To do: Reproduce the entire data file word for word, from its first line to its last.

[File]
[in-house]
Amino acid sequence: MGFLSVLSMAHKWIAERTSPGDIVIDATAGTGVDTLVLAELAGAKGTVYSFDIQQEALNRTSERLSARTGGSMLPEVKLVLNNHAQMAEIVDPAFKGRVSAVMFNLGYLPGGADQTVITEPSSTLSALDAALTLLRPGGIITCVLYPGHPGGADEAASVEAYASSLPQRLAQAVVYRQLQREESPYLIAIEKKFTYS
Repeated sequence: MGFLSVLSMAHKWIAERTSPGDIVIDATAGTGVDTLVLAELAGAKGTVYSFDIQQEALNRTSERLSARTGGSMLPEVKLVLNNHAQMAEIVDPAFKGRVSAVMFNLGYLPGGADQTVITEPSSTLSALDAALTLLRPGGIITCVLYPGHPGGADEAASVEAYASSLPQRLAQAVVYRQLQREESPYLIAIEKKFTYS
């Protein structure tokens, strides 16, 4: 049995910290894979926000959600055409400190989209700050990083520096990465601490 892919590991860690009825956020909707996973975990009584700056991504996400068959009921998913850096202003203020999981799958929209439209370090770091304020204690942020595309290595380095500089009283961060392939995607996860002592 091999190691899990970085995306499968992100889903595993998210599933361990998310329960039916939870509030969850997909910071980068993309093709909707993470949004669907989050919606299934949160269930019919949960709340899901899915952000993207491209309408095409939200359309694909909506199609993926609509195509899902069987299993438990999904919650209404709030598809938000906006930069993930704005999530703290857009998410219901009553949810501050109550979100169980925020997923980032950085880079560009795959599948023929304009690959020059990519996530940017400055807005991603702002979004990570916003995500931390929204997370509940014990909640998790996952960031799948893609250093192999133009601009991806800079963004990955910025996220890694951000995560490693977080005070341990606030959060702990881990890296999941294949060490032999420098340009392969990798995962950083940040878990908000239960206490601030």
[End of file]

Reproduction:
[in-house]
Amino acid sequence: MGFLSVLSMAHKWIAERTSPGDIVIDATAGTGVDTLVLAELAGAKGTVYSFDIQQEALNRTSERLSARTGGSMLPEVKLVLNNHAQMAEIVDPAFKGRVSAVMFNLGYLPGGADQTVITEPSSTLSALDAALTLLRPGGIITCVLYPGHPGGADEAASVEAYASSLPQRLAQAVVYRQLQREESPYLIAIEKKFTYS
Repeated sequence: MGFLSVLSMAHKWIAERTSPGDIVIDATAGTGVDTLVLAELAGAKGTVYSFDIQQEALNRTSERLSARTGGSMLPEVKLVLNNHAQMAEIVDPAFKGRVSAVMFNLGYLPGGADQTVITEPSSTLSALDAALTLLRPGGIITCVLYPGHPGGADEAASVEAYASSLPQRLAQAVVYRQLQREESPYLIAIEKKFTYS
């Protein structure tokens, strides 16, 4: 049995910290894979926000959600055409400190989209700050990083520096990465601490 892919590991860690009825956020909707996973975990009584700056991504996400068959009921998913850096202003203020999981799958929209439209370090770091304020204690942020595309290595380095500089009283961060392939995607996860002592 091999190691899990970085995306499968992100889903595993998210599933361990998310329960039916939870509030969850997909910071980068993309093709909707993470949004669907989050919606299934949160269930019919949960709340899901899915952000993207491209309408095409939200359309694909909506199609993926609509195509899902069987299993438990999904919650209404709030598809938000906006930069993930704005999530703290857009998410219901009553949810501050109550979100169980925020997923980032950085880079560009795959599948023929304009690959020059990519996530940017400055807005991603702002979004990570916003995500931390929204997370509940014990909640998790996952960031799948893609250093192999133009601009991806800079963004990955910025996220890694951000995560490693977080005070341990606030959060702990881990890296999941294949060490032999420098340009392969990798995962950083940040878990908000239960206490601030």